Jerry Nadler blasts 'lawless' Trump administration for defying subpoenas

House Judiciary Chairman Jerrold Nadler, D-N.Y., has ramped up his attack on President Trump, calling the administration “lawless”.

Nadler made the claim during a fiery interview on Wednesday night.

“This is a lawless administration. It is denying the American people the information they need by defying all subpoenas,” he told MSNBC’s Rachel Maddow, after his committee voted to hold the attorney general in contempt for defying a subpoena for Special Counsel Robert Mueller’s unredacted Russia report and underlying documents.

“It's the first administration you've ever seen where they say we'll deny all subpoenas from Congress whether it's on the mole investigation or on security clearances or in anything else they defy the law.

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“The law very clearly says that upon request by the ways and means committee that the IRS should turn over anybody's taxes. They're simply ignoring that. So they're ignoring the law and they're stonewalling and hoping that they can get away with it we cannot have a situation where the president becomes a king or a dictator.”

He continued: “The American people understand that no. Nobody. Not the president, nobody may be above the law. And we have to enforce that.”

The explosive assessment came after Nadler earlier told reporters the country has reached a “constitutional crisis”.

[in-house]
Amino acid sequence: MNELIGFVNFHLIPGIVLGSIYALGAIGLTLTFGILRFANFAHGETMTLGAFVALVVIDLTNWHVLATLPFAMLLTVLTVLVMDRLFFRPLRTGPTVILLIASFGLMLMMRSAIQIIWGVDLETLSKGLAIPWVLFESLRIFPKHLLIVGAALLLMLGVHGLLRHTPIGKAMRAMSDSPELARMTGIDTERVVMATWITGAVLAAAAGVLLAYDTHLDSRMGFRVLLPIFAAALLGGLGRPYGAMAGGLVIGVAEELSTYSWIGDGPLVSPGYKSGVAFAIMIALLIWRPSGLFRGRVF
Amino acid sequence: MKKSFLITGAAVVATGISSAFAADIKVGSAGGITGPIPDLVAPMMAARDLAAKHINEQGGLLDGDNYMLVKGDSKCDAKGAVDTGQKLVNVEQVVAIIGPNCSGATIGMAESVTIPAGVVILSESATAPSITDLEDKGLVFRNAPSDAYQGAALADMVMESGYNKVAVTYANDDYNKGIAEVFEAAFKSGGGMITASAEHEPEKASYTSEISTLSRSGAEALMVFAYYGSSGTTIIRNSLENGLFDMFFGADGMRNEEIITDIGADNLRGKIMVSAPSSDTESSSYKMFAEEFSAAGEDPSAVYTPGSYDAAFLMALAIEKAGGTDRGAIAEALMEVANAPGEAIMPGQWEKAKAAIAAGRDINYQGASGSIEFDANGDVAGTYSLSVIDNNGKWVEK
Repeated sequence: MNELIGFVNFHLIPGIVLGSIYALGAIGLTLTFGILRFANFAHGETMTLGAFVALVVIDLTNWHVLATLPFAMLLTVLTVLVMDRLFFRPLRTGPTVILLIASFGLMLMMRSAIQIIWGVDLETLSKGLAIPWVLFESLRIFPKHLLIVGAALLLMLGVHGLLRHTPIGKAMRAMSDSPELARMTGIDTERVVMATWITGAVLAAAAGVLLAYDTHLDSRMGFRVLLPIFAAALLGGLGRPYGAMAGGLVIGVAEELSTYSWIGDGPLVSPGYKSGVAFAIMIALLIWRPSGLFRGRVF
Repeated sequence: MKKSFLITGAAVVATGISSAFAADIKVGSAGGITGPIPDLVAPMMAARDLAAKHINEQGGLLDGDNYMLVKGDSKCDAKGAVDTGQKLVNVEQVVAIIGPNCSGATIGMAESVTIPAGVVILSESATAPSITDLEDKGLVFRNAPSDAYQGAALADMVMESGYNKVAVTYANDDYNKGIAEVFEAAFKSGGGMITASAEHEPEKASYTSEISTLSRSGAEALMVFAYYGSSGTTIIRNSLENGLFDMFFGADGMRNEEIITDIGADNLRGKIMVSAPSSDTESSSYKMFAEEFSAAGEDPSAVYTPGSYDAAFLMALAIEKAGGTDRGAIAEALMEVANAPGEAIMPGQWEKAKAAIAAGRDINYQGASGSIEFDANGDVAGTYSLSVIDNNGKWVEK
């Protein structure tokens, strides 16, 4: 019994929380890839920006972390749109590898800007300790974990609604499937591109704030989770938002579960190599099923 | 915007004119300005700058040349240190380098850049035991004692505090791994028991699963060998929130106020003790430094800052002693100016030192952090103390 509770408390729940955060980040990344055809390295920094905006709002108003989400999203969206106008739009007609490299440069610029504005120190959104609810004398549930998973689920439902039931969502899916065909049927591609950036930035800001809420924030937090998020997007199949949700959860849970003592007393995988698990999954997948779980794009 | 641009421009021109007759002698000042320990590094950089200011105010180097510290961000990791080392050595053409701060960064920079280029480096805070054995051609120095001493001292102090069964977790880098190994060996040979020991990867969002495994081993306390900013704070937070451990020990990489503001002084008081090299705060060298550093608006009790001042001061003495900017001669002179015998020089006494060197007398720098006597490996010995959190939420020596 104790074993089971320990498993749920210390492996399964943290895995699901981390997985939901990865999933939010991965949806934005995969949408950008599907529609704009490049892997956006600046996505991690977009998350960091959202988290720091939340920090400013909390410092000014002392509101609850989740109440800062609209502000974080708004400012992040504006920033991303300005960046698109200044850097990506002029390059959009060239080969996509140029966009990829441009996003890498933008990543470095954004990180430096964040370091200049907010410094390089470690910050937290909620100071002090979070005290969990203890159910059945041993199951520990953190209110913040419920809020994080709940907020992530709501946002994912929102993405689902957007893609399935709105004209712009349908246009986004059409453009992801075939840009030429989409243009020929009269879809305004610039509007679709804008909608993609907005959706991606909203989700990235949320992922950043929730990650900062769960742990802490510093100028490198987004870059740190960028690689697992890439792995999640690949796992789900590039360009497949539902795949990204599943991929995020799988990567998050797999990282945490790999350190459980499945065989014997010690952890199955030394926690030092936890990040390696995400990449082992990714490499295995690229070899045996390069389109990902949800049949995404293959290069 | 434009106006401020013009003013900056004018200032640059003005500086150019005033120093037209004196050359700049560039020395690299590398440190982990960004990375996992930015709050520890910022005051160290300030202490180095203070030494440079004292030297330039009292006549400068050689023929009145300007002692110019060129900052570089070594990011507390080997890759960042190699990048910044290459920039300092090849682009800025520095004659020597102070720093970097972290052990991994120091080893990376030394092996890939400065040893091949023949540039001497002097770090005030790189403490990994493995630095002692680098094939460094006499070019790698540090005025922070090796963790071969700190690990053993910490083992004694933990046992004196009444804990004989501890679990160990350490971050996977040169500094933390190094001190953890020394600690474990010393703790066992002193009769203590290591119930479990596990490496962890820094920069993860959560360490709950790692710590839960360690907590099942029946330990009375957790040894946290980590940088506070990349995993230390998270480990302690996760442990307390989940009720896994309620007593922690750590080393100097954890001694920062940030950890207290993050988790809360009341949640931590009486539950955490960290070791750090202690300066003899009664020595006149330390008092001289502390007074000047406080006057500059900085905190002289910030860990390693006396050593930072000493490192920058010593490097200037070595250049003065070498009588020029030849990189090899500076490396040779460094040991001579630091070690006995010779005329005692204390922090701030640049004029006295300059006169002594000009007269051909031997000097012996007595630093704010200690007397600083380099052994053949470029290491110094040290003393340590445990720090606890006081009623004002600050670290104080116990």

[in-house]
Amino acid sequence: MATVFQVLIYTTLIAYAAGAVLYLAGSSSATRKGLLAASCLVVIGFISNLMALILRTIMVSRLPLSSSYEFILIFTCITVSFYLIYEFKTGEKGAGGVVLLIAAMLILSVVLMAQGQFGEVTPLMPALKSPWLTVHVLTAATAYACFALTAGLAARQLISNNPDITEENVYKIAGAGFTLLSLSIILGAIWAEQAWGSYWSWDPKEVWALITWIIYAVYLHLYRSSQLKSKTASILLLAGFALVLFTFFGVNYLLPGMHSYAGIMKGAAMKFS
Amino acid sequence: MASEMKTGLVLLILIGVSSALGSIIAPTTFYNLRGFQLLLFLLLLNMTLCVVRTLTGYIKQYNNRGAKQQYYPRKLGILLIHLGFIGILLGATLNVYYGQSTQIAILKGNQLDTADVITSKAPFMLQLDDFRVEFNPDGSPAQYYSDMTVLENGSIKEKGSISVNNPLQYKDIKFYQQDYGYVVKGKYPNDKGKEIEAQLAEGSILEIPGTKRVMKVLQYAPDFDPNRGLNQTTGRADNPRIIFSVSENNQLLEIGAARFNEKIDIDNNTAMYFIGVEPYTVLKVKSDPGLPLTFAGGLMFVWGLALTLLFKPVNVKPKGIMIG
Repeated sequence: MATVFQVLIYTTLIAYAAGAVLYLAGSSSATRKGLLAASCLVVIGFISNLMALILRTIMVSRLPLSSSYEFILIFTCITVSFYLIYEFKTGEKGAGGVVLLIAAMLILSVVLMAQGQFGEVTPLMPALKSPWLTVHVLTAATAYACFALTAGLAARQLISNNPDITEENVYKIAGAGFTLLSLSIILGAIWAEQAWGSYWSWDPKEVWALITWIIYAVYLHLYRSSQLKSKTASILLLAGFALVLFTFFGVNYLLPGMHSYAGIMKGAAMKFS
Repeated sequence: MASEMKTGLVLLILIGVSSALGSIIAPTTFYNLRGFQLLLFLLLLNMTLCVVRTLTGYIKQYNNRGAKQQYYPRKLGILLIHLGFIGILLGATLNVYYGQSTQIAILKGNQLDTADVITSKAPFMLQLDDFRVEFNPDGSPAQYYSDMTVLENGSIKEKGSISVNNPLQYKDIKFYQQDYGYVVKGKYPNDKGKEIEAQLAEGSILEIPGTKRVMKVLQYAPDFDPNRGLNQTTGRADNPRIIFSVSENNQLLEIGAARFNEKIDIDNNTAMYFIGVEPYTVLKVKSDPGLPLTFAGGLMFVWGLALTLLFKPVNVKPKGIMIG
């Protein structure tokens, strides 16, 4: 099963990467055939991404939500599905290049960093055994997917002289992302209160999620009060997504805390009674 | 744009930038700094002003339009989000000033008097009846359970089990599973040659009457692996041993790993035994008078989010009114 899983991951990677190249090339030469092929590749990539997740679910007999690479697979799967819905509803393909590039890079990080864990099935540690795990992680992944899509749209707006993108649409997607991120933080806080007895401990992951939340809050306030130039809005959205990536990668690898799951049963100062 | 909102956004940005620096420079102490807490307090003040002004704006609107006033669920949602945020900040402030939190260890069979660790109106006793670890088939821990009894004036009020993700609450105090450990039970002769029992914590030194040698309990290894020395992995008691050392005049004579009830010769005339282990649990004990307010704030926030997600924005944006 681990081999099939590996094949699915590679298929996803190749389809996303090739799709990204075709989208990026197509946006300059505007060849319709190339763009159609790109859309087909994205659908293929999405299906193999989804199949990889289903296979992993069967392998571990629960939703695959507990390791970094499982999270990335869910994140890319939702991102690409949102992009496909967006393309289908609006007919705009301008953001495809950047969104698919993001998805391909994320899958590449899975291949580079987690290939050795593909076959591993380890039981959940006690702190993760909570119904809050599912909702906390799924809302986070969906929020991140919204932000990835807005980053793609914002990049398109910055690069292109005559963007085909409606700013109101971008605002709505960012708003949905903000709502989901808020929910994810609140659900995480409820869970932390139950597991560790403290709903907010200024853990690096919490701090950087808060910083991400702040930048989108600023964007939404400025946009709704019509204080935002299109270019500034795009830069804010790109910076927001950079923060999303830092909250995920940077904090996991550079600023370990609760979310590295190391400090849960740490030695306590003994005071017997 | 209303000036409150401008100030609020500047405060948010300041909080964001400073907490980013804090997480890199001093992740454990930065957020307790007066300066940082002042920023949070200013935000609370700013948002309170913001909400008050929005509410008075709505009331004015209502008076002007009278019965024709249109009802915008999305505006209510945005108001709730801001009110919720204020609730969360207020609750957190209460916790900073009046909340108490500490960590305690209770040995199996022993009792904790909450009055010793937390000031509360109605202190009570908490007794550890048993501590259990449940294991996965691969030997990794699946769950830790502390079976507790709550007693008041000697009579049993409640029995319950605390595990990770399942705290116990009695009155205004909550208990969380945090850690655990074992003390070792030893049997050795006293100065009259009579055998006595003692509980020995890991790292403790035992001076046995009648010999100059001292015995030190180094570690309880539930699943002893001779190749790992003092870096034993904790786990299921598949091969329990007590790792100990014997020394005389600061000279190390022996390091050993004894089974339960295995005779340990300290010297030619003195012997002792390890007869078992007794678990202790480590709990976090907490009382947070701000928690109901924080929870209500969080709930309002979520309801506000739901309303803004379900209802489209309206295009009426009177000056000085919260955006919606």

"We've talked for a long time about approaching a constitutional crisis. We are now in it," Nadler told the press on Wednesday. Although he pushed back on impeachment as an option, he indicated that the United States was at a critical time of testing whether it could stay a republic or transition into a tyrannical form government.

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Nadler's committee voted along partisan lines to hold Barr in contempt on Wednesday and angered the White House by not delaying the vote. At the same time, the president invoked executive privilege — refusing to comply with congressional subpoenas.

Nadler also compared Trump to former President Richard Nixon in that both refused to release information by citing executive privilege.

Nadler recalled the Supreme Court decision forcing Nixon to hand over tapes of his private conversations with advisers, which he said were the "most sensitive to executive privilege."

"The Supreme Court ruled eight to nothing that the interests of the public in justice and in accountability outweighed the interest of the president in privacy," he said.

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The White House, in asserting executive privilege, accused Nadler of engaging in a "blatant abuse of power."

“Unfortunately, rather than allowing negotiations to continue, you scheduled an unnecessary contempt vote, which you refused to postpone to allow additional time for compromise,” Assistant Attorney General Stephen Boyd wrote to the committee.